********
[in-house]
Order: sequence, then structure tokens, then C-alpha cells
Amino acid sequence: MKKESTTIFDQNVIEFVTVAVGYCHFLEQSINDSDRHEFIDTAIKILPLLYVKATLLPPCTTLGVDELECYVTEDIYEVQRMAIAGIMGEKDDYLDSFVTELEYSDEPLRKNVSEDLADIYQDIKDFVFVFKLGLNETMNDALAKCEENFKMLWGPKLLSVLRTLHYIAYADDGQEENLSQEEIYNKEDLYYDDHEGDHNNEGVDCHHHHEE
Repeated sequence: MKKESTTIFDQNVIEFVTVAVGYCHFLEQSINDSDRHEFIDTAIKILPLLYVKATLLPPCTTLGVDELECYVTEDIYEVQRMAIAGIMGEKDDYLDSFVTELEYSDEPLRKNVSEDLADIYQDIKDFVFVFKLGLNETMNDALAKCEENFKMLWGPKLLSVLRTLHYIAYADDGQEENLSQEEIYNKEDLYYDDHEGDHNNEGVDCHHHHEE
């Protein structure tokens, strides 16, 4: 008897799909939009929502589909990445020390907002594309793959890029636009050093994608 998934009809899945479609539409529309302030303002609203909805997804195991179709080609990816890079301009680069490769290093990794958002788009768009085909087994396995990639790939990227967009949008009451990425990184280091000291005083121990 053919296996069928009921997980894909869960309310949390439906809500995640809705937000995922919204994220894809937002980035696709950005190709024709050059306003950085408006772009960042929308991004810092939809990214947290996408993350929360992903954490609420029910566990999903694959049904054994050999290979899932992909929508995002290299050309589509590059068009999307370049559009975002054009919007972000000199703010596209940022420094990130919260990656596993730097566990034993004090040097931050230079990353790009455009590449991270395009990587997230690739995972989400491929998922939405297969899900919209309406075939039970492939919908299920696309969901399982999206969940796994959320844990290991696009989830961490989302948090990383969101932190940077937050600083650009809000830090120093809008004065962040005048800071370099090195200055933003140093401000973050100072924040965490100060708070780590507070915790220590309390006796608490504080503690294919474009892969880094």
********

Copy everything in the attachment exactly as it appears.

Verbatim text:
[in-house]
Order: sequence, then structure tokens, then C-alpha cells
Amino acid sequence: MKKESTTIFDQNVIEFVTVAVGYCHFLEQSINDSDRHEFIDTAIKILPLLYVKATLLPPCTTLGVDELECYVTEDIYEVQRMAIAGIMGEKDDYLDSFVTELEYSDEPLRKNVSEDLADIYQDIKDFVFVFKLGLNETMNDALAKCEENFKMLWGPKLLSVLRTLHYIAYADDGQEENLSQEEIYNKEDLYYDDHEGDHNNEGVDCHHHHEE
Repeated sequence: MKKESTTIFDQNVIEFVTVAVGYCHFLEQSINDSDRHEFIDTAIKILPLLYVKATLLPPCTTLGVDELECYVTEDIYEVQRMAIAGIMGEKDDYLDSFVTELEYSDEPLRKNVSEDLADIYQDIKDFVFVFKLGLNETMNDALAKCEENFKMLWGPKLLSVLRTLHYIAYADDGQEENLSQEEIYNKEDLYYDDHEGDHNNEGVDCHHHHEE
């Protein structure tokens, strides 16, 4: 008897799909939009929502589909990445020390907002594309793959890029636009050093994608 998934009809899945479609539409529309302030303002609203909805997804195991179709080609990816890079301009680069490769290093990794958002788009768009085909087994396995990639790939990227967009949008009451990425990184280091000291005083121990 053919296996069928009921997980894909869960309310949390439906809500995640809705937000995922919204994220894809937002980035696709950005190709024709050059306003950085408006772009960042929308991004810092939809990214947290996408993350929360992903954490609420029910566990999903694959049904054994050999290979899932992909929508995002290299050309589509590059068009999307370049559009975002054009919007972000000199703010596209940022420094990130919260990656596993730097566990034993004090040097931050230079990353790009455009590449991270395009990587997230690739995972989400491929998922939405297969899900919209309406075939039970492939919908299920696309969901399982999206969940796994959320844990290991696009989830961490989302948090990383969101932190940077937050600083650009809000830090120093809008004065962040005048800071370099090195200055933003140093401000973050100072924040965490100060708070780590507070915790220590309390006796608490504080503690294919474009892969880094």